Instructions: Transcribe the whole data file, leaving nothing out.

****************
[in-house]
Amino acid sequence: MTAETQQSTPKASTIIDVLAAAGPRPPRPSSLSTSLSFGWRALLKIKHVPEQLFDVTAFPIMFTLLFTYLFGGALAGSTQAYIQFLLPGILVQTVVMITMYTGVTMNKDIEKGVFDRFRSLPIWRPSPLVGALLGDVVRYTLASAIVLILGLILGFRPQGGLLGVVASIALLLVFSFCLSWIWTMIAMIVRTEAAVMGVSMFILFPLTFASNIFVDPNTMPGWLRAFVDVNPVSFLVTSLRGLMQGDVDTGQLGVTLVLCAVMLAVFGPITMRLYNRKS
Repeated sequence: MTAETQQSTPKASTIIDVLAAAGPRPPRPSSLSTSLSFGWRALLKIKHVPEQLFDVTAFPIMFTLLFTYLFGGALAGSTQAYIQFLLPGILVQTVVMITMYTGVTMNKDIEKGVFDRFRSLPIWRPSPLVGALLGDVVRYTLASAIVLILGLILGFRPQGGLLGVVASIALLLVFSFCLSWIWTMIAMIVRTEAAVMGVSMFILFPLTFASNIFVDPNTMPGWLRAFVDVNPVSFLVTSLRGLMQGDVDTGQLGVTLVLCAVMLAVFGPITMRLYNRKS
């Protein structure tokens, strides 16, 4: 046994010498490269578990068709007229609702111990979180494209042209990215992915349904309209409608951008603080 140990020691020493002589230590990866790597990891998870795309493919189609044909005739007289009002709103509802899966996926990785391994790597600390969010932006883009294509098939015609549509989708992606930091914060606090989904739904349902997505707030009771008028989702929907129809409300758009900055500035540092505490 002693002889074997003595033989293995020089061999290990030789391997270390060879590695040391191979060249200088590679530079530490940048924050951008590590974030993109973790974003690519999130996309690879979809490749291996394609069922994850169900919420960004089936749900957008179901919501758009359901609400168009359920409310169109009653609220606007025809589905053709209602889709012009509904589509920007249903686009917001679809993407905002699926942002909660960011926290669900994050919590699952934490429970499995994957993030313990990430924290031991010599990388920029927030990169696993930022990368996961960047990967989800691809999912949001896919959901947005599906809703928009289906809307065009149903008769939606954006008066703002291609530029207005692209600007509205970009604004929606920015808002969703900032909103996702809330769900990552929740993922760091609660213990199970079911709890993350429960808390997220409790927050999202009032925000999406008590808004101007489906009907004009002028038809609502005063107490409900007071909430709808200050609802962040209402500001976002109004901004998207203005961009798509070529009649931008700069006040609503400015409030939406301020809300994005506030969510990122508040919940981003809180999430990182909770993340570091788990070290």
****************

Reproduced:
[in-house]
Amino acid sequence: MTAETQQSTPKASTIIDVLAAAGPRPPRPSSLSTSLSFGWRALLKIKHVPEQLFDVTAFPIMFTLLFTYLFGGALAGSTQAYIQFLLPGILVQTVVMITMYTGVTMNKDIEKGVFDRFRSLPIWRPSPLVGALLGDVVRYTLASAIVLILGLILGFRPQGGLLGVVASIALLLVFSFCLSWIWTMIAMIVRTEAAVMGVSMFILFPLTFASNIFVDPNTMPGWLRAFVDVNPVSFLVTSLRGLMQGDVDTGQLGVTLVLCAVMLAVFGPITMRLYNRKS
Repeated sequence: MTAETQQSTPKASTIIDVLAAAGPRPPRPSSLSTSLSFGWRALLKIKHVPEQLFDVTAFPIMFTLLFTYLFGGALAGSTQAYIQFLLPGILVQTVVMITMYTGVTMNKDIEKGVFDRFRSLPIWRPSPLVGALLGDVVRYTLASAIVLILGLILGFRPQGGLLGVVASIALLLVFSFCLSWIWTMIAMIVRTEAAVMGVSMFILFPLTFASNIFVDPNTMPGWLRAFVDVNPVSFLVTSLRGLMQGDVDTGQLGVTLVLCAVMLAVFGPITMRLYNRKS
């Protein structure tokens, strides 16, 4: 046994010498490269578990068709007229609702111990979180494209042209990215992915349904309209409608951008603080 140990020691020493002589230590990866790597990891998870795309493919189609044909005739007289009002709103509802899966996926990785391994790597600390969010932006883009294509098939015609549509989708992606930091914060606090989904739904349902997505707030009771008028989702929907129809409300758009900055500035540092505490 002693002889074997003595033989293995020089061999290990030789391997270390060879590695040391191979060249200088590679530079530490940048924050951008590590974030993109973790974003690519999130996309690879979809490749291996394609069922994850169900919420960004089936749900957008179901919501758009359901609400168009359920409310169109009653609220606007025809589905053709209602889709012009509904589509920007249903686009917001679809993407905002699926942002909660960011926290669900994050919590699952934490429970499995994957993030313990990430924290031991010599990388920029927030990169696993930022990368996961960047990967989800691809999912949001896919959901947005599906809703928009289906809307065009149903008769939606954006008066703002291609530029207005692209600007509205970009604004929606920015808002969703900032909103996702809330769900990552929740993922760091609660213990199970079911709890993350429960808390997220409790927050999202009032925000999406008590808004101007489906009907004009002028038809609502005063107490409900007071909430709808200050609802962040209402500001976002109004901004998207203005961009798509070529009649931008700069006040609503400015409030939406301020809300994005506030969510990122508040919940981003809180999430990182909770993340570091788990070290």